But she will be taken away at a stroke, probably by plague or disease, according to the normal usage of the phrase. But Ezekiel is not to mourn or weep or let his tears run down. He is to put on his turban and shoes, not cover his lips, not eat the bread of men. In the funeral rites of that day, the mourner normally would tear his garments and put on sackcloth. He would remove his shoes and headdress, and shave his head. The lower part of the face would be covered with a veil. The mourner would roll in dust and then sit in a heap of ashes. He would fast for a day, after which friends would bring "mourning bread." But the Lord instructed Ezekiel not to use these customs to mourn the loss of his wife. In fact, he was not to mourn at all, not even to shed a tear. He was only to groan silently. I love that our Lord knows that you can’t lose the delight of your eyes without at least that inward groan.
There is no doubt this seems hard. The prophets were often called to very hard things, especially in the last years of the divided kingdom. Isaiah, Jeremiah, Ezekiel, Hosea, had heavy burdens placed on them. I was talking to Hannah Gronseth this week and she mentioned how struck she has been by Ezekiel’s consistent obedience to what God told him to do. I think the vision of God’s glory never left this prophet’s eyes. God’s greatness and purity and worthiness compelled him to obedience, just as Paul said the love of Christ compelled him. I believe the love and sacrifice and redemption of Christ, the glory and greatness and holiness of God should compel us as well, to obedience.
So Ezekiel is called to this hard thing, to this grief un-grieved, and he does it. His wife dies in the evening, and the next day Ezekiel is out among the exiles in his shoes and turban, attracting attention by this obedience. Verses 19 to 24: And the people said to me, “Will you not tell us what these things mean for us, that you are acting thus?” 20Then I said to them, “The word of the Lord came to me: 21‘Say to the house of Israel, Thus says the Lord God: Behold, I will profane my sanctuary, the pride of your power, the delight of your eyes, and the yearning of your soul, and your sons and your daughters whom you left behind shall fall by the sword. 22And you shall do as I have done; you shall not cover your lips, nor eat the bread of men. 23Your turbans shall be on your heads and your shoes on your feet; you shall not mourn or weep, but you shall rot away in your iniquities and groan to one another. 24Thus shall Ezekiel be to you a sign; according to all that he has done you shall do. When this comes, then you will know that I am the Lord God.’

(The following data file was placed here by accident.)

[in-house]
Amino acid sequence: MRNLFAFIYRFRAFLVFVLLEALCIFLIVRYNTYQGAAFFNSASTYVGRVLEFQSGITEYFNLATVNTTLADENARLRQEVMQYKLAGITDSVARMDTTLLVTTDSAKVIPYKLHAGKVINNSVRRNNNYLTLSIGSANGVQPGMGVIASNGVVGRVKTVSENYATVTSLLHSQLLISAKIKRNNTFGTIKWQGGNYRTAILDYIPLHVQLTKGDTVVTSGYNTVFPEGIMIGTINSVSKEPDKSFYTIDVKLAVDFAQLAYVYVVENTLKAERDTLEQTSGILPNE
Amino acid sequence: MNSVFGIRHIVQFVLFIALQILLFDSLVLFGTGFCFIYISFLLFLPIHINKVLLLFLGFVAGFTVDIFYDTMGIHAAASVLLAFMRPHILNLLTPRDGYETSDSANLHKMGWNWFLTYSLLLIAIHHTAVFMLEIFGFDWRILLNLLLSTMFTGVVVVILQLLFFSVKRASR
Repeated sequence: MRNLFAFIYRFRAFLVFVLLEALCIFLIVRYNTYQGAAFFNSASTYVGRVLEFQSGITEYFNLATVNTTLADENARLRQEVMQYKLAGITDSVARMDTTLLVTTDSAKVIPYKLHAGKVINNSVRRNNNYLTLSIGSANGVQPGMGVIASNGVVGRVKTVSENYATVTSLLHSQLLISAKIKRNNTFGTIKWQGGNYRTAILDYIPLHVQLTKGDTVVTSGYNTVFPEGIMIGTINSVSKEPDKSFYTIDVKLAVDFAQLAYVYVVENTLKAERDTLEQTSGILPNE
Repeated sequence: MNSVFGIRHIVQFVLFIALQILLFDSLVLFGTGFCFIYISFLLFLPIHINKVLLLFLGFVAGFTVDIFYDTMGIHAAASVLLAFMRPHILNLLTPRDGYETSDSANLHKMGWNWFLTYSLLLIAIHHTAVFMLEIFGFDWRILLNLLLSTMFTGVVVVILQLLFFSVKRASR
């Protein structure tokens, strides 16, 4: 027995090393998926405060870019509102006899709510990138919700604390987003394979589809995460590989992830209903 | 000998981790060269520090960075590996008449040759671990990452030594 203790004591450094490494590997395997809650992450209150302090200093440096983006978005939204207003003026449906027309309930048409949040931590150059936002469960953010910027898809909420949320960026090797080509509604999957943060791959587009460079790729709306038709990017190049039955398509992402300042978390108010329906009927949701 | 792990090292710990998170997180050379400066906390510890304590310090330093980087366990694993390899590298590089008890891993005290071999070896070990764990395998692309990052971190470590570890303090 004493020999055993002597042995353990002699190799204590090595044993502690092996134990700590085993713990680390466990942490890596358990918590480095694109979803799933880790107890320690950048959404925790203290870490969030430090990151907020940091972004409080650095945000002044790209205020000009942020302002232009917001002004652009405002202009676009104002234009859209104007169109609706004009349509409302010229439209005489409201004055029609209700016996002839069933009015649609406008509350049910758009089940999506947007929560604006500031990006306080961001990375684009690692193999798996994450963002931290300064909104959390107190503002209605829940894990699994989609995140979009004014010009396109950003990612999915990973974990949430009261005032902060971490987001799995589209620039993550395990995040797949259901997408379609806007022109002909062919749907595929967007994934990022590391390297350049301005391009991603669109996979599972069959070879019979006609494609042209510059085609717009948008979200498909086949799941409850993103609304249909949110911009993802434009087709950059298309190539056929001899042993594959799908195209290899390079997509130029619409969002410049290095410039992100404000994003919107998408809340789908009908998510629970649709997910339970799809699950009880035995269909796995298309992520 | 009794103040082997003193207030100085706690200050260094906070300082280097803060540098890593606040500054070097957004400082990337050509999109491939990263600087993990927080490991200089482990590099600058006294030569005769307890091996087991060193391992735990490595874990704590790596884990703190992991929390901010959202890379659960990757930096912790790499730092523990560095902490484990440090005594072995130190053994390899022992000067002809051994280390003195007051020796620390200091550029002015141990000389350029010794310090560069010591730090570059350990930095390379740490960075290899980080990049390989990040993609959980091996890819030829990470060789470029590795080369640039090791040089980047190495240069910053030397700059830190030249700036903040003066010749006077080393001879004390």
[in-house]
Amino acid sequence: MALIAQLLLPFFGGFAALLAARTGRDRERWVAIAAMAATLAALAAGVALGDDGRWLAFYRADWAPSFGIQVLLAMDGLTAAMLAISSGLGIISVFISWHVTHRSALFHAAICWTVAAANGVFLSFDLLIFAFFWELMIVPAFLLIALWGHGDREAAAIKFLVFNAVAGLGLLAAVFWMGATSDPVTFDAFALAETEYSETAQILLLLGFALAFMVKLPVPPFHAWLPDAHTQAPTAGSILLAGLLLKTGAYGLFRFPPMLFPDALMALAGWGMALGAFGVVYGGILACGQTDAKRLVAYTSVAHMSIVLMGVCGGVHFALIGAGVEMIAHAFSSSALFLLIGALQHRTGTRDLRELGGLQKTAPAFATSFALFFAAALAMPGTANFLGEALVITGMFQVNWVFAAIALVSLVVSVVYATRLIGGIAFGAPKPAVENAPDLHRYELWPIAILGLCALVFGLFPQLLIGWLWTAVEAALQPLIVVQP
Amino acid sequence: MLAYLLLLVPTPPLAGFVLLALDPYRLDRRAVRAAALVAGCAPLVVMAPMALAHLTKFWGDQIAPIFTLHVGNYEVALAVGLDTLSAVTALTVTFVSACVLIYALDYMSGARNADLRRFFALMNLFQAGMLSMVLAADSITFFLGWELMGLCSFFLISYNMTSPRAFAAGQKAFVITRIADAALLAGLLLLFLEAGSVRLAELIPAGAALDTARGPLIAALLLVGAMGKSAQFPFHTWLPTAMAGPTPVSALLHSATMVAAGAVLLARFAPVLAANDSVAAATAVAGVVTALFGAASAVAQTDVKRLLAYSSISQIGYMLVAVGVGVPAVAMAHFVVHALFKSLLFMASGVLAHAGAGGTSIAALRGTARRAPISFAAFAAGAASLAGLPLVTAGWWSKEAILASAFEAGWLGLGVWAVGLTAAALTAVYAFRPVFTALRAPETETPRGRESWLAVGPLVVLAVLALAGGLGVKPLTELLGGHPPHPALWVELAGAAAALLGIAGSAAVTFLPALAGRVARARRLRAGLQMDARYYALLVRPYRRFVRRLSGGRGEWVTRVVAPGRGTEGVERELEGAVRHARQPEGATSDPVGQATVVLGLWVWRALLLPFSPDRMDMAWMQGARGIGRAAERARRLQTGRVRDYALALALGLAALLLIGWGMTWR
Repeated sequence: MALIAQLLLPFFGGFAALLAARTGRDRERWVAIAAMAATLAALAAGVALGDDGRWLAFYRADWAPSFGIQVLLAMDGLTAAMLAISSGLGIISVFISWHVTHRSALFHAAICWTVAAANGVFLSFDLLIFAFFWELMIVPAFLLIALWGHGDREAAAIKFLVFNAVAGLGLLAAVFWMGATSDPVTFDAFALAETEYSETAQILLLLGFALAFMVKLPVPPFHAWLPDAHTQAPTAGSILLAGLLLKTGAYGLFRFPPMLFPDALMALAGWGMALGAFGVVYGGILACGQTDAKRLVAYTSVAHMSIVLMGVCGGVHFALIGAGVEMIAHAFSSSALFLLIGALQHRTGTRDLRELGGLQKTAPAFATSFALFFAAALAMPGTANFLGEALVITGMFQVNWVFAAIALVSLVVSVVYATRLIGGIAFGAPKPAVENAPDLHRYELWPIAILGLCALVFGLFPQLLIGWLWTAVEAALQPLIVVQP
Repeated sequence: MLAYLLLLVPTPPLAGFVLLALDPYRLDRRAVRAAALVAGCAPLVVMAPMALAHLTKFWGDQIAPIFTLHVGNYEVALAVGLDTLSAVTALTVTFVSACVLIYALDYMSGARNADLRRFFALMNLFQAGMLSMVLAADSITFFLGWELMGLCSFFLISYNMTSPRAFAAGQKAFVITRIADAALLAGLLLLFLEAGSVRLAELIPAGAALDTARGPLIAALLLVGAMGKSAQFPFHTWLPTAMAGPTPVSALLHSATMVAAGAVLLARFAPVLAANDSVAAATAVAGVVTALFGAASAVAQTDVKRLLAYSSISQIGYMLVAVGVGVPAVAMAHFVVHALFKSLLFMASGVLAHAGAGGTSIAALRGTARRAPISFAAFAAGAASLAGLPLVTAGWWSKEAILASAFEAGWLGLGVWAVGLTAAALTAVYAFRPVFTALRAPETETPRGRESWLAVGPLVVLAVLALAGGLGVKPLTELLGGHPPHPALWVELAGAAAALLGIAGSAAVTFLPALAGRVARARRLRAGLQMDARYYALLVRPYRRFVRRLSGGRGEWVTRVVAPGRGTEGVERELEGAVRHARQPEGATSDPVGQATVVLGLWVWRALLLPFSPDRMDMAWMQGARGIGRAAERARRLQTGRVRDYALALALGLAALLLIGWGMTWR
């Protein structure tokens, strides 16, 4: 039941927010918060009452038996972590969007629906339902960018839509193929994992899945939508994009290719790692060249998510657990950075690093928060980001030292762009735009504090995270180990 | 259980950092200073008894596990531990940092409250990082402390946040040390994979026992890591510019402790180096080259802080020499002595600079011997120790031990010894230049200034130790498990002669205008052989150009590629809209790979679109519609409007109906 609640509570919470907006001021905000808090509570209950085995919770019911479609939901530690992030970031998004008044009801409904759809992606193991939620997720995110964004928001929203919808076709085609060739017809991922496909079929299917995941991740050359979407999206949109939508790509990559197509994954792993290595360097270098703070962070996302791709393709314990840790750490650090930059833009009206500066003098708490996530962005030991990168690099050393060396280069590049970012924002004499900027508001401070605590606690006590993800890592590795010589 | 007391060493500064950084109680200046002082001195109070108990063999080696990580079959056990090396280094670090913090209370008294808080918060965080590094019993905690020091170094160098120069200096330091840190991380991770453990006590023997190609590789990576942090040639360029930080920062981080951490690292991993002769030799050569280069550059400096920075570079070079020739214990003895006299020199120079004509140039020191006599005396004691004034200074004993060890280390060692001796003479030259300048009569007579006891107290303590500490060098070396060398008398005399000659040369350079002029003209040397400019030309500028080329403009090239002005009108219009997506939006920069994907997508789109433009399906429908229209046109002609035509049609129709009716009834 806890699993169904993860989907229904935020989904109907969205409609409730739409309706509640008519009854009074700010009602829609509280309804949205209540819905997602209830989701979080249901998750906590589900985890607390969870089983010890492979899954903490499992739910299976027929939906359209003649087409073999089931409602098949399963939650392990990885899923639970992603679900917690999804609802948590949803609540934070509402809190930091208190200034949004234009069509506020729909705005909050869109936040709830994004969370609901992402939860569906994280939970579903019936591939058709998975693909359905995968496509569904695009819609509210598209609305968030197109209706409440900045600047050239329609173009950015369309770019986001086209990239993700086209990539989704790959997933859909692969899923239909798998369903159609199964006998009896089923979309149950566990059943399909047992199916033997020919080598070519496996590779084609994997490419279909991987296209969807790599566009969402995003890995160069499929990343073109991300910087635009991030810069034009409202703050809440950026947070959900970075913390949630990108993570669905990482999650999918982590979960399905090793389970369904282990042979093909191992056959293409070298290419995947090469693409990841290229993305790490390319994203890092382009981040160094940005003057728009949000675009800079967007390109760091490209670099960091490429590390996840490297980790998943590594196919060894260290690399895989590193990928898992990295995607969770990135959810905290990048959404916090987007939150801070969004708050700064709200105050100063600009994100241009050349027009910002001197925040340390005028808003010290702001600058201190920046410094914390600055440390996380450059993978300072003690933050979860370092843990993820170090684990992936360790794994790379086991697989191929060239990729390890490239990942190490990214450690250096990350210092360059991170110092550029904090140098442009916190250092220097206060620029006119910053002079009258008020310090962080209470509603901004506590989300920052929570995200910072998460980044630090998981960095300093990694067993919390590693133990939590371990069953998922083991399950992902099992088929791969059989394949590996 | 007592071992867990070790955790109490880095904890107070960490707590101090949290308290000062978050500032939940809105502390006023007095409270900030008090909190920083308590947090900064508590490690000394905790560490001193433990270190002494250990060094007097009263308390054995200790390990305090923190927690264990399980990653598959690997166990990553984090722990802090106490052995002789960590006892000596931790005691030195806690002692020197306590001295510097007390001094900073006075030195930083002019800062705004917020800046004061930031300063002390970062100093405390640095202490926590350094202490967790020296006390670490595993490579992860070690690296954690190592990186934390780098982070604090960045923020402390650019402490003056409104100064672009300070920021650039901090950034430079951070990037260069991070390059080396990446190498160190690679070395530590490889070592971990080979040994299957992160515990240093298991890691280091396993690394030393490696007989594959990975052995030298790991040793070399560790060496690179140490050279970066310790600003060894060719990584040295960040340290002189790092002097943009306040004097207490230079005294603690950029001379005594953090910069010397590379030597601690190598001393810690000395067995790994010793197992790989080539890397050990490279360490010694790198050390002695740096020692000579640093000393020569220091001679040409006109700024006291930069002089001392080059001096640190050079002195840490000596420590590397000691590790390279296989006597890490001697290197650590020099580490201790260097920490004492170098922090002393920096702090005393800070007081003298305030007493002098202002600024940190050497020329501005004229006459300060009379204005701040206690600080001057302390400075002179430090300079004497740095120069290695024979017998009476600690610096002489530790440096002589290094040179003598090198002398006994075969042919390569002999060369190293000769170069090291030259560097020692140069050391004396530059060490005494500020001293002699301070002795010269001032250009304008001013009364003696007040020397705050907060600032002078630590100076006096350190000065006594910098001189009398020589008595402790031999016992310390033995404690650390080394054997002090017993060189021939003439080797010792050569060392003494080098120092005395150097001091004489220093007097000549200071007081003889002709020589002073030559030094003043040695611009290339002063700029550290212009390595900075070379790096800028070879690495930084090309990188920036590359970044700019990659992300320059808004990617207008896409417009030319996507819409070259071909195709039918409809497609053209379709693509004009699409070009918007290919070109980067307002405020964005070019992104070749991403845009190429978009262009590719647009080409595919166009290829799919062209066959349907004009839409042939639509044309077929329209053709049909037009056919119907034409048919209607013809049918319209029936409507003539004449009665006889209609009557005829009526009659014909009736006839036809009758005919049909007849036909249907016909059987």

I believe these exiled people sighed and groaned. They knew that most of the people of Jerusalem were still caught up in idol worship, looking to Egypt for rescue, bringing judgment on themselves. Even so the destruction of Jerusalem would be a huge blow to them. And so, knowing God had already led Ezekiel into several symbolic acts, they have the presence of mind to look at the upside down way he was mourning and ask ‘what do these things mean for us?’ That that’s a great question, a question we need to ask all the Scripture we read, study and hear preached. And God answers. “Just as Ezekiel has lost the delight of his eyes, but must not mourn, so you, in the destruction of the temple shall not mourn.” The temple was the center of Jewish faith and practice: ‘my sanctuary, the pride of your power, the delight of your eyes, and the yearning of your soul.” It was unthinkable that it be destroyed. On a national level this would be and was as much of a tragedy as Ezekiel’s loss of his wife. And yet these people were not to mourn as those who have no hope. They were to acknowledge God’s justice, and, as we’ll see in a moment, hold on to hope. Even the human cost of this judgment, ‘your sons and your daughters whom you left behind’ was not to be their main focus.
Instead ‘You shall do as I have done.’ They are to respond to this suffering like Ezekiel, differently than the world. They are to trust God in the midst of this suffering. They are to recognize their own sin: “you shall rot away in your iniquities and groan to one another.” This is equivalent to Ezekiel’s inner groaning in the last section. But they are also to recognize and take hold of God as their Lord and as their king. Verse 24 “When this comes, then you will know that I am the Lord God.” We talked about this last week: God’s desire both in his mercy and judgment, is for his people to know him; not just know about him, but know that He is the Lord.
This is the thread of hope that runs through this passage: despite judgment, there will come a day when Israel is restored, redemption accomplished, when God makes it possible for everyone to know him.